To add support, DOMA, which stands for Defense of Marriage Act, was passed in 1996, letting almost every state take advantage of the opportunity it offers by either enacting legislation or amending its state constitution to declare same-sex marriages invalid, even for couples married in a state where such marriages are licensed. In addition to preventing marriage licenses from being issued to opposite-sex couples, state legislation may be used in efforts to overrule existing state or local rights and protections for same-sex couples and their children.

I strongly feel that states should not have to recognize same-sex marriage, because the Tenth Amendment reserves the states all powers that are not expressly given to the federal government in the Constitution. States have the authority to recognize marriages. Because marriage is not specifically mentioned in the U.S. Constitution, the power to oversee and regulate it resides with the state governments. If individual state governments wish to legalize same sex marriage, that is perfectly legal. However, no state should be compelled to do so by another state, or by the federal government. States have a long history regulating marriage. Utah had to abolish plural marriage to join the union. Most states have age requirements and prohibitions against marrying cousins or siblings, and they all have different licensing procedures. Clearly, regulating marriage, especially who can legally enter into it, is solidly within the purview of the individual, sovereign states. Each state should decide on its own, through the voices of their people, whether or not to accept same-sex marriage, rather than a federal law where all states must be equal. There is no reason why same-sex marriage should be legally mandated in all states. Our nation was founded as a nation of states together to form a whole, with the states still given the authority to make their own laws. If same-sex marriage is simply mandated for all the states, then one of the fundamental purposes of our democratic government will be simply overridden by the will of a minority of people. This is the beginning of the end for a democratic government.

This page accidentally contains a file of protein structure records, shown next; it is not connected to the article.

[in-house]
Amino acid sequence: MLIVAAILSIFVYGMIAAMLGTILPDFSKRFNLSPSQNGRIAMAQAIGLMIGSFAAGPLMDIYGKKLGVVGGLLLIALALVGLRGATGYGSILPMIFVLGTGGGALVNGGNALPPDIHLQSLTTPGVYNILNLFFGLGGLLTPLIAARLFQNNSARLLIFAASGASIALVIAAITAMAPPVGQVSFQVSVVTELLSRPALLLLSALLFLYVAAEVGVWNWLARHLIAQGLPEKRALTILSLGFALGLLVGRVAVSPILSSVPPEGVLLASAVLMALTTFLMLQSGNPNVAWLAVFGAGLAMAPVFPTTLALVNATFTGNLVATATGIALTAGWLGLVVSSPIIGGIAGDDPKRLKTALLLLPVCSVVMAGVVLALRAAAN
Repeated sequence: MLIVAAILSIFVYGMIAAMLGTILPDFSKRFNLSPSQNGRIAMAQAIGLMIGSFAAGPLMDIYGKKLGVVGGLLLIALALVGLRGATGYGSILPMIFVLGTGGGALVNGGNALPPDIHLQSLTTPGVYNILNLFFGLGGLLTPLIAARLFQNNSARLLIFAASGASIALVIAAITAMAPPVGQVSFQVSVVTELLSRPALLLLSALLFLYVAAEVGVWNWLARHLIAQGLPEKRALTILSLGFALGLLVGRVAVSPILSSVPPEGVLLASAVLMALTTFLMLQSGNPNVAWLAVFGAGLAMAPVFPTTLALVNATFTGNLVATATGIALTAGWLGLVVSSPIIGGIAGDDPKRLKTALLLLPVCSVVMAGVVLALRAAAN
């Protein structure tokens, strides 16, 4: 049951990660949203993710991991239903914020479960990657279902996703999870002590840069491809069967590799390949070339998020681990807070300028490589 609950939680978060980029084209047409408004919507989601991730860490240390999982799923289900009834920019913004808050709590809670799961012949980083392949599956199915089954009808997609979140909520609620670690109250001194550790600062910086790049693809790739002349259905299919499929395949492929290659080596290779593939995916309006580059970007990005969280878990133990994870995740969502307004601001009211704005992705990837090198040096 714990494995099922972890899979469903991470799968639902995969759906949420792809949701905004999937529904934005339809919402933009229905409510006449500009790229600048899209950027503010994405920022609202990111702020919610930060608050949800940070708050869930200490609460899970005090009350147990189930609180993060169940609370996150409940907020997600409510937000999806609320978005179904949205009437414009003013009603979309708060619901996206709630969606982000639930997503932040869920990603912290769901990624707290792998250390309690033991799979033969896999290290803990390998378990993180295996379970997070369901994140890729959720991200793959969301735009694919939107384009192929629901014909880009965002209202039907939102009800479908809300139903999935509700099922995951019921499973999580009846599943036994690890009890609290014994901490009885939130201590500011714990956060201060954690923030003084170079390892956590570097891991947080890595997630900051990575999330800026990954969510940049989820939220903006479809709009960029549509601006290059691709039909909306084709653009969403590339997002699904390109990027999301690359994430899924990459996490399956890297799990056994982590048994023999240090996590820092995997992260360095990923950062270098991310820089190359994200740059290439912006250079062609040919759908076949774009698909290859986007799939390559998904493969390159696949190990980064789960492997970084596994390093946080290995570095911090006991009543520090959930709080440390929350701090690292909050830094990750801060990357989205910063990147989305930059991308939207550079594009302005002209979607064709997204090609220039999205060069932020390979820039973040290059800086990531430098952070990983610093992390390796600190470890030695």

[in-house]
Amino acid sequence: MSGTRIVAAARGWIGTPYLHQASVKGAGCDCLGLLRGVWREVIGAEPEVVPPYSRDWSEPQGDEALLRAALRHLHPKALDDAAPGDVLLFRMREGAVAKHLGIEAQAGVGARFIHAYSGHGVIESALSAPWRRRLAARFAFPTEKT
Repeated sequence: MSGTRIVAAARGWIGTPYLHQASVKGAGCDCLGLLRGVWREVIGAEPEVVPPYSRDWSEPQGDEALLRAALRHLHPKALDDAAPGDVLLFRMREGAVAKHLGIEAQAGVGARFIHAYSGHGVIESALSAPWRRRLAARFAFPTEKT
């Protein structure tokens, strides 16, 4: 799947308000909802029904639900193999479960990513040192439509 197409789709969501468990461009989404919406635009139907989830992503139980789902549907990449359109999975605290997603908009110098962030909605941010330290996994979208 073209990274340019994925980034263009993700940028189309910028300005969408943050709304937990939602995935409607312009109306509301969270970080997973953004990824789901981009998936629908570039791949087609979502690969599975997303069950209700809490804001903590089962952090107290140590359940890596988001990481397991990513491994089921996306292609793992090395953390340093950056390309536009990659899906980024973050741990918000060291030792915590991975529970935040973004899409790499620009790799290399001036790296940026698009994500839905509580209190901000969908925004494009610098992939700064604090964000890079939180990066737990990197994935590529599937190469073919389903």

Marriage is a state issues not a federal issue. I strongly support gay marriage rights, but the issue should remain in the hands of the state. I think the best approach is for states to only consider valid those marriages performed in states that respect all marriages performed in the first state. So, for instance, Massachusetts should only consider someone married if they were married in Massachusetts or a state that respects all MA marriages. If you happen to have been married in a state that does not respect a same-sex Massachusetts’s marriage, the state of Massachusetts wouldn't recognize your marriage. Seems like this would the fairest way to do things.